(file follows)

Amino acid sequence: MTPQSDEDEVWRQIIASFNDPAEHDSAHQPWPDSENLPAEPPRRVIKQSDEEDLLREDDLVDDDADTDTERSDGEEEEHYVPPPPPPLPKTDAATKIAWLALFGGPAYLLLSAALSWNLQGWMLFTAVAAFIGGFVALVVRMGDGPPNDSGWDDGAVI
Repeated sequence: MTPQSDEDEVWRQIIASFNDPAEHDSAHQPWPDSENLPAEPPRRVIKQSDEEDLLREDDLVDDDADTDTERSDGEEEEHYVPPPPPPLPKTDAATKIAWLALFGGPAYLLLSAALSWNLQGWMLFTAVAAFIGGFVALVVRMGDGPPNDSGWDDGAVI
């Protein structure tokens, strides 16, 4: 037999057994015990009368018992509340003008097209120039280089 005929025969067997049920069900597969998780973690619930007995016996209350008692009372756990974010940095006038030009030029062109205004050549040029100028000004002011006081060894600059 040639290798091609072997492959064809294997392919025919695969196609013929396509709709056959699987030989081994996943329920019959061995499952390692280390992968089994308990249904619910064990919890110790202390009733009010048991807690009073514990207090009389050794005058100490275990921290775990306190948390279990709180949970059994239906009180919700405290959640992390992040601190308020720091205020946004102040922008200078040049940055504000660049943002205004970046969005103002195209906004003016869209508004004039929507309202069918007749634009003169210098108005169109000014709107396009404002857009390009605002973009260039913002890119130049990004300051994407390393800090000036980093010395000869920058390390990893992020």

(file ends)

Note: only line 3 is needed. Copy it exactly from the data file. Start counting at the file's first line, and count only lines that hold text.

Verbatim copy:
């Protein structure tokens, strides 16, 4: 037999057994015990009368018992509340003008097209120039280089 005929025969067997049920069900597969998780973690619930007995016996209350008692009372756990974010940095006038030009030029062109205004050549040029100028000004002011006081060894600059 040639290798091609072997492959064809294997392919025919695969196609013929396509709709056959699987030989081994996943329920019959061995499952390692280390992968089994308990249904619910064990919890110790202390009733009010048991807690009073514990207090009389050794005058100490275990921290775990306190948390279990709180949970059994239906009180919700405290959640992390992040601190308020720091205020946004102040922008200078040049940055504000660049943002205004970046969005103002195209906004003016869209508004004039929507309202069918007749634009003169210098108005169109000014709107396009404002857009390009605002973009260039913002890119130049990004300051994407390393800090000036980093010395000869920058390390990893992020």